Precedent is crucial in the functioning of Parliament and means established procedures will be followed unless explicitly altered in statute. Processes can be found through evidence from the official Journals of the House. For example, the rule that each Bill is read three times in each House is followed as a matter of precedent.

  • Standing Orders

    Standing Orders are written rules relating to the conduct of Parliamentary business. Standing orders regulate the way MPs behave, Bills are processed and debates are organised. An order is passed by a majority in a single vote in the House of Commons.

    Some are temporary and last until the end of a session in which they are passed. There are around 150 relating to parliamentary business and public Bills and about 250 relating to private business.

  • Speaker's Rulings

    The Speaker has been elected by the House to provide guidance and enforce the procedures. The rulings made by the Speaker of the House of Commons can be a precedent for the future.

  • Statute

    Statute can relate to Parliamentary procedures. The Statutory Instruments Act 1946 sets out the process for delegated legislation. Such Acts should be enforced by Parliament itself rather than the courts.


The question of enforcing Parliamentary law and custom is complex and raises issues both inside and outside of Parliament.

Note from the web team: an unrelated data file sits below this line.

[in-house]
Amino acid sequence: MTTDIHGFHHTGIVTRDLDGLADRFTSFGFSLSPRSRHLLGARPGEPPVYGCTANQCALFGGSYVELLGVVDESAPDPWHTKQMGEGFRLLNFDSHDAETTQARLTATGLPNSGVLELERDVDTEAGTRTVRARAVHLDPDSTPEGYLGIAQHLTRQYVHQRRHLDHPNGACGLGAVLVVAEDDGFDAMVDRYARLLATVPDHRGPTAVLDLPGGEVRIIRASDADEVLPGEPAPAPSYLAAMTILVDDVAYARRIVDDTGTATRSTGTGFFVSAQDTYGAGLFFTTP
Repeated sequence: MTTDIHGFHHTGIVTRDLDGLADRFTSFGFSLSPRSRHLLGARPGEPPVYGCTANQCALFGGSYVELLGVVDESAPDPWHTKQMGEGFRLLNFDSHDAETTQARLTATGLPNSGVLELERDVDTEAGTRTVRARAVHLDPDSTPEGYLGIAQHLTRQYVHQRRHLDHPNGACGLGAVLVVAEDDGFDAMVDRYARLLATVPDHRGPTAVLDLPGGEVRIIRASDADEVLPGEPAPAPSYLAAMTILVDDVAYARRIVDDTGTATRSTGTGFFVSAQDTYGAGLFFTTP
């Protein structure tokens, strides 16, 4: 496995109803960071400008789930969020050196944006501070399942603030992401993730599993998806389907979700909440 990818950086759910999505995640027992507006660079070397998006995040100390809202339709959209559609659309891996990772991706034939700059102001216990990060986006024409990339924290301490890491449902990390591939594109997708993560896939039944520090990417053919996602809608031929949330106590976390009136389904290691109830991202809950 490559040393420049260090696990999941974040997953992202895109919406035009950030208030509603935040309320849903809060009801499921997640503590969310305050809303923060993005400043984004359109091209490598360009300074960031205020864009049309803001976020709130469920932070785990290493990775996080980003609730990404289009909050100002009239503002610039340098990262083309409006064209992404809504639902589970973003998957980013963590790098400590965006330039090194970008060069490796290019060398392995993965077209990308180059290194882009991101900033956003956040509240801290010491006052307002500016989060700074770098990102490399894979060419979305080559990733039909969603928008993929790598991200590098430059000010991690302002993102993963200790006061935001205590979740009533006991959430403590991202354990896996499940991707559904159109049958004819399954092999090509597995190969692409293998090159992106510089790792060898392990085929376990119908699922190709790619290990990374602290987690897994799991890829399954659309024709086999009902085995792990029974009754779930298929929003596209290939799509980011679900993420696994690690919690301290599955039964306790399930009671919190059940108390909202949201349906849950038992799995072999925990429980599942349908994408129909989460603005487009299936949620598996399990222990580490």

• House of Commons

    The Speaker who is primarily responsible for enforcing the law and custom of Parliament. The role includes directing an MP to withdraw remarks if they are inappropriate, naming which means putting forward MPs for suspension and suspending the sitting of the House due to serious disorder

    The Sergeant at Arms directs the police on duty in the House and who acts on the authority of the House outside the House.

  • House of Lords

    There is a less formal enforcement procedure. The Lord Speaker has no powers to enforce order and Peers are expected to observe the rules.

  • Courts

    Parliamentary law and custom is distinguished from other sources of the UK constitution as it is not enforced by the courts. Statute prevails over Parliamentary custom however, the relationship between the common law and Parliamentary custom lacks clarity. Courts can recognise the existence but not enforce, as that is a matter for Parliament.

    Bowles v. Bank of England [1913]

    It was found that resolutions have no legal force outside Parliament itself, with the exception of budgetary resolutions.

    Stockdale v. Hansard (1839)

    It was held that each House was the sole judge of its own privileges and a resolution of the House declaratory of its own privileges could not be questioned in any court of law.

Authoritative Works

Some works by leading academic commentators can be taken into account by the courts when determining constitutional points. They are not binding authority but can be persuasive. . For example Dicey's Introduction to the Study of the Law of the Constitution or Erskine May's Parliamentary Practice.